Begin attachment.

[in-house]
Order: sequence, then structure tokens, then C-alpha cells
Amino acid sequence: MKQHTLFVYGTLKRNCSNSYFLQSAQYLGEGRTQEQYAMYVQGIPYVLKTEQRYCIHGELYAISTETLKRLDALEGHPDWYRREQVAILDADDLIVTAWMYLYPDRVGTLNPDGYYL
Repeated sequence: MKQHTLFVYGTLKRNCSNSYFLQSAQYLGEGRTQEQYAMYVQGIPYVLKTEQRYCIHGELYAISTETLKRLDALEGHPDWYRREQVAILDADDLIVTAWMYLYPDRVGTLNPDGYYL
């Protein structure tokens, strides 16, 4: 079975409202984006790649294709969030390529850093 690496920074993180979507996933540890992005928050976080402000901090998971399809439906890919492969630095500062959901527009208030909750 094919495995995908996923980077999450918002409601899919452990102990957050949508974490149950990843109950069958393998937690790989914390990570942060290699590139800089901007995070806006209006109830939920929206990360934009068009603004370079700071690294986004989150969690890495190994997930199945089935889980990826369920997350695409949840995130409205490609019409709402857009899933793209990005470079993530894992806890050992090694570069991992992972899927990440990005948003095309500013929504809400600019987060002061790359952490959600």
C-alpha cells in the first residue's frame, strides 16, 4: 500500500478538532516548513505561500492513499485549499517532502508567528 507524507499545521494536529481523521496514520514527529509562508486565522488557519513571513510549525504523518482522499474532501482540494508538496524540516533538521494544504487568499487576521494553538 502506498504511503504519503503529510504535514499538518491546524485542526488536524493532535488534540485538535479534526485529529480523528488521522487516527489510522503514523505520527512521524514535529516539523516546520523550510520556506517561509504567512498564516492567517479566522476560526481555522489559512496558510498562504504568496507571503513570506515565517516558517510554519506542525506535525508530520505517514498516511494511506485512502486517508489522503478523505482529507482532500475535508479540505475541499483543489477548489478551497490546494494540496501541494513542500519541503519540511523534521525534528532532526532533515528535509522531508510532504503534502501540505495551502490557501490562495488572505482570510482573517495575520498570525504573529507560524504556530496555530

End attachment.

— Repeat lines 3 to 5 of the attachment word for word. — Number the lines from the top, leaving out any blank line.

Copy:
Amino acid sequence: MKQHTLFVYGTLKRNCSNSYFLQSAQYLGEGRTQEQYAMYVQGIPYVLKTEQRYCIHGELYAISTETLKRLDALEGHPDWYRREQVAILDADDLIVTAWMYLYPDRVGTLNPDGYYL
Repeated sequence: MKQHTLFVYGTLKRNCSNSYFLQSAQYLGEGRTQEQYAMYVQGIPYVLKTEQRYCIHGELYAISTETLKRLDALEGHPDWYRREQVAILDADDLIVTAWMYLYPDRVGTLNPDGYYL
């Protein structure tokens, strides 16, 4: 079975409202984006790649294709969030390529850093 690496920074993180979507996933540890992005928050976080402000901090998971399809439906890919492969630095500062959901527009208030909750 094919495995995908996923980077999450918002409601899919452990102990957050949508974490149950990843109950069958393998937690790989914390990570942060290699590139800089901007995070806006209006109830939920929206990360934009068009603004370079700071690294986004989150969690890495190994997930199945089935889980990826369920997350695409949840995130409205490609019409709402857009899933793209990005470079993530894992806890050992090694570069991992992972899927990440990005948003095309500013929504809400600019987060002061790359952490959600």